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How Much Do Dobermans Shed? Everything You Want to Know!

Written by: Kerry-Ann Kerr

Last Updated on April 25, 2024 by Dogster Team

doberman pinscher dog sitting with owner on the living room floor

How Much Do Dobermans Shed? Everything You Want to Know!

Dobermans are known for being loyal and intelligent, but what about their grooming needs and, most specifically, their shedding? Dobermans are moderate shedders. They have single, short-haired coats, so you won’t find fur tumbleweeds making their way across the floor. It also means they need fewer trips to a professional groomer, unlike a long-haired, double-coated breed.

That doesn’t mean the Doberman is low maintenance regarding grooming. Their sensitive skin and ears need a bit of attention than other breeds require, and you will need to adjust their grooming routine accordingly to accommodate this.

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Do Dobermans Shed a Lot?

Dobermans are moderate shedders, which means they don’t shed as much as some other breeds. They are still a bad choice for owners with allergies or sensitivities and are not considered a “hypoallergenic” breed. If you notice your Doberman shedding more than normal or the appearance of bald spots, contact your veterinarian. Excessive shedding is abnormal and should be addressed immediately.

For example, a nutritious, balanced diet plays a vital role in your dog’s health, and if they are lacking in essential vitamins or minerals, it could cause your dog to lose hair. This breed is also prone to developing hypothyroidism, which is when the thyroid gland fails to produce an adequate amount of thyroid hormone. This can result in dry, scaly skin, dry hair, and hair loss.

Most skin problems you will see in dogs are due to the following:
  • Allergies ( such as atopic dermatitis and flea bites)
  • Bacterial skin infections
  • Food hypersensitivity/intolerance
  • Hormone-related skin diseases
  • Immune-medicated skin disease
  • Parasites (e.g., demodectic mange)
  • Seborrhea (greasy skin or dry, flaky skin)
  • Skin cancer
girl and brown doberman dog
Image By: Primorac91, Shutterstock

How to Groom Your Doberman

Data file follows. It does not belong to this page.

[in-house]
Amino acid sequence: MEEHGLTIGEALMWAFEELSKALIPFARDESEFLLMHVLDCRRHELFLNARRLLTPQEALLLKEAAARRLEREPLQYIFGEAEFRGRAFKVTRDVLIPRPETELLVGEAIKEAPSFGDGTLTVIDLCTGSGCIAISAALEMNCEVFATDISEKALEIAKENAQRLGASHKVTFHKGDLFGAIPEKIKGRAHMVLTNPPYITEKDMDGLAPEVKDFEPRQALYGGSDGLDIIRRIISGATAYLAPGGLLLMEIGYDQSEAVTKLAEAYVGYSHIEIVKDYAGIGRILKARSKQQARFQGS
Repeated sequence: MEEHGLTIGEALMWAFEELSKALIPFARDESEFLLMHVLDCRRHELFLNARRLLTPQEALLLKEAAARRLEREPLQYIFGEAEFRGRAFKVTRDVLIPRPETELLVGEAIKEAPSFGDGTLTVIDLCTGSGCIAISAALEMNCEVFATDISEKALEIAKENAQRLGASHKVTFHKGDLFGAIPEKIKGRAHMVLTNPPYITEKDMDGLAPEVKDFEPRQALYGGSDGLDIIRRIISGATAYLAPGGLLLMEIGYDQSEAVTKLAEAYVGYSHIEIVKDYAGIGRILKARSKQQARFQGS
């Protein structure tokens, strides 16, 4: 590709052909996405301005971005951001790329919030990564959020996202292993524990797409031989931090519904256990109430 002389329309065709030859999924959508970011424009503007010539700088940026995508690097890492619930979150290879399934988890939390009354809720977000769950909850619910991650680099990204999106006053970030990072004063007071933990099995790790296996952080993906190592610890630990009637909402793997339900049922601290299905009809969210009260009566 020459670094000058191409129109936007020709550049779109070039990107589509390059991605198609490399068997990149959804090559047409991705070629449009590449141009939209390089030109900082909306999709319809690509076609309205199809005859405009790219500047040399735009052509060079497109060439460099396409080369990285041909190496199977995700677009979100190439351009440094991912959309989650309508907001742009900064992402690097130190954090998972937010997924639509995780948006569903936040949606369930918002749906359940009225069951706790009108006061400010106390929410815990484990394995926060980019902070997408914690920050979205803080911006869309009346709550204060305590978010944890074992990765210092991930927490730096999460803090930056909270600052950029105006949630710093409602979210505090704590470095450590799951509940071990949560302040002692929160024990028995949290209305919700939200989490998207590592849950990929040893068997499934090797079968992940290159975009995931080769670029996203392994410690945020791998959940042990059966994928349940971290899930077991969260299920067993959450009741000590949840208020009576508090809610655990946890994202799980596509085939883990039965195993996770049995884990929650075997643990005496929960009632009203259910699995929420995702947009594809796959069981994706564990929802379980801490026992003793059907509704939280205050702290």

Dobermans have sensitive skin and ears, so getting the grooming routine right is incredibly important. While something like an allergy can be behind your dog’s itchy skin, it can also dry out if it’s washed too often. Dogs can also develop oily skin if they’re washed too often because some shampoos will strip the natural oils from their coat, and their body will then overcompensate to attempt to replace this lost moisture. Follow these steps to ensure your dog feels and looks its best.

1. Maintain Their Coats With Weekly Brushing

Preferably use a glove brush to comb your Doberman’s fur since it is gentler on your dog’s sensitive skin. Brushing will distribute the oils through their coat and remove loose hair.

2. Brush Their Teeth Daily

Vet brushing doberman's teeth
Image By: gpointstudio, Shutterstock

To ensure a Doberman gets used to having its teeth brushed, it’s best to start when they’re a puppy. This doesn’t mean you can’t get your adult dog used to it, but starting early will make your life a little easier. Never use human toothpaste or toothbrushes when brushing your dog’s teeth.

Human toothpaste is not designed to be swallowed and often contains toxic ingredients like xylitol. It’s estimated that 80% of dogs will develop periodontal disease by the time they’re three years old.

3. Clean Their Ears

Every couple of weeks, make sure you’re taking the time to clean your dog’s ears to reduce the likelihood of ear infections. Use something gentle like a cotton ball or gauze. Never use a Q-tip inside your dog’s ears since it can force debris farther into the ear canal and injure them. Dobermans aren’t prone to ear infections, but it’s always a good idea to check your dog’s ears when cleaning them, just in case.

4. Don’t Bathe Them Too Often

person giving doberman a bath
Image By: sommthink, Shutterstock

Only wash your Doberman every 6-8 weeks to avoid drying out its skin. Use a sulfate-free formula in their shampoo, so it doesn’t strip the natural oils from their skin.

5. Trim Their Nails

Keep an eye on your dog’s nails and cut them when needed. Getting into the habit of inspecting your dog’s nails will keep them healthy; it will make you aware of paw injuries or split nails as soon as possible and prevent harm from nails growing too long.

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Since your Doberman doesn’t shed much, it doesn’t require the same level of grooming as other breeds. Establishing a good grooming routine early is crucial; your dog will respond better to grooming when they’re familiar with the process. It will also ensure you’re keeping your dog healthy and happy, which is what we all want. If you notice your Doberman’s skin is dry or cracked or bald spots have appeared, contact your vet as soon as possible to get to the source of the problem.

Featured Image Credit: gemphoto, Shutterstock

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